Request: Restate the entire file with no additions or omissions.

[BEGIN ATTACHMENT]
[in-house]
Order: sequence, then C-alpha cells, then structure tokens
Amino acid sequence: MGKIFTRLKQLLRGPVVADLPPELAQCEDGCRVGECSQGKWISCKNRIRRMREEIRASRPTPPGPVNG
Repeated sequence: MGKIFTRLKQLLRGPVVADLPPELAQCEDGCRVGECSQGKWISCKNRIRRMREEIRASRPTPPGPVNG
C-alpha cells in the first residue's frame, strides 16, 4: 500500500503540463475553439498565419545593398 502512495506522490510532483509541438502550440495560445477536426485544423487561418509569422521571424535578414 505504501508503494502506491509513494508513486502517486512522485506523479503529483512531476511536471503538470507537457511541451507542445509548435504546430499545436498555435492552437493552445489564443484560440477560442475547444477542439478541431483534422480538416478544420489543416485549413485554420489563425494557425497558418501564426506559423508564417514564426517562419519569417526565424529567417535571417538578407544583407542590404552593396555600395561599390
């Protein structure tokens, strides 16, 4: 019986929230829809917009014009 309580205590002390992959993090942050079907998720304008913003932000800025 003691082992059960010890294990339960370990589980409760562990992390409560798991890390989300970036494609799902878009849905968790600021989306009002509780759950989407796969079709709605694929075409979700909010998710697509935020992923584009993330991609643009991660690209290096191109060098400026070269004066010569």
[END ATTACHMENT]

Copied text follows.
[in-house]
Order: sequence, then C-alpha cells, then structure tokens
Amino acid sequence: MGKIFTRLKQLLRGPVVADLPPELAQCEDGCRVGECSQGKWISCKNRIRRMREEIRASRPTPPGPVNG
Repeated sequence: MGKIFTRLKQLLRGPVVADLPPELAQCEDGCRVGECSQGKWISCKNRIRRMREEIRASRPTPPGPVNG
C-alpha cells in the first residue's frame, strides 16, 4: 500500500503540463475553439498565419545593398 502512495506522490510532483509541438502550440495560445477536426485544423487561418509569422521571424535578414 505504501508503494502506491509513494508513486502517486512522485506523479503529483512531476511536471503538470507537457511541451507542445509548435504546430499545436498555435492552437493552445489564443484560440477560442475547444477542439478541431483534422480538416478544420489543416485549413485554420489563425494557425497558418501564426506559423508564417514564426517562419519569417526565424529567417535571417538578407544583407542590404552593396555600395561599390
């Protein structure tokens, strides 16, 4: 019986929230829809917009014009 309580205590002390992959993090942050079907998720304008913003932000800025 003691082992059960010890294990339960370990589980409760562990992390409560798991890390989300970036494609799902878009849905968790600021989306009002509780759950989407796969079709709605694929075409979700909010998710697509935020992923584009993330991609643009991660690209290096191109060098400026070269004066010569």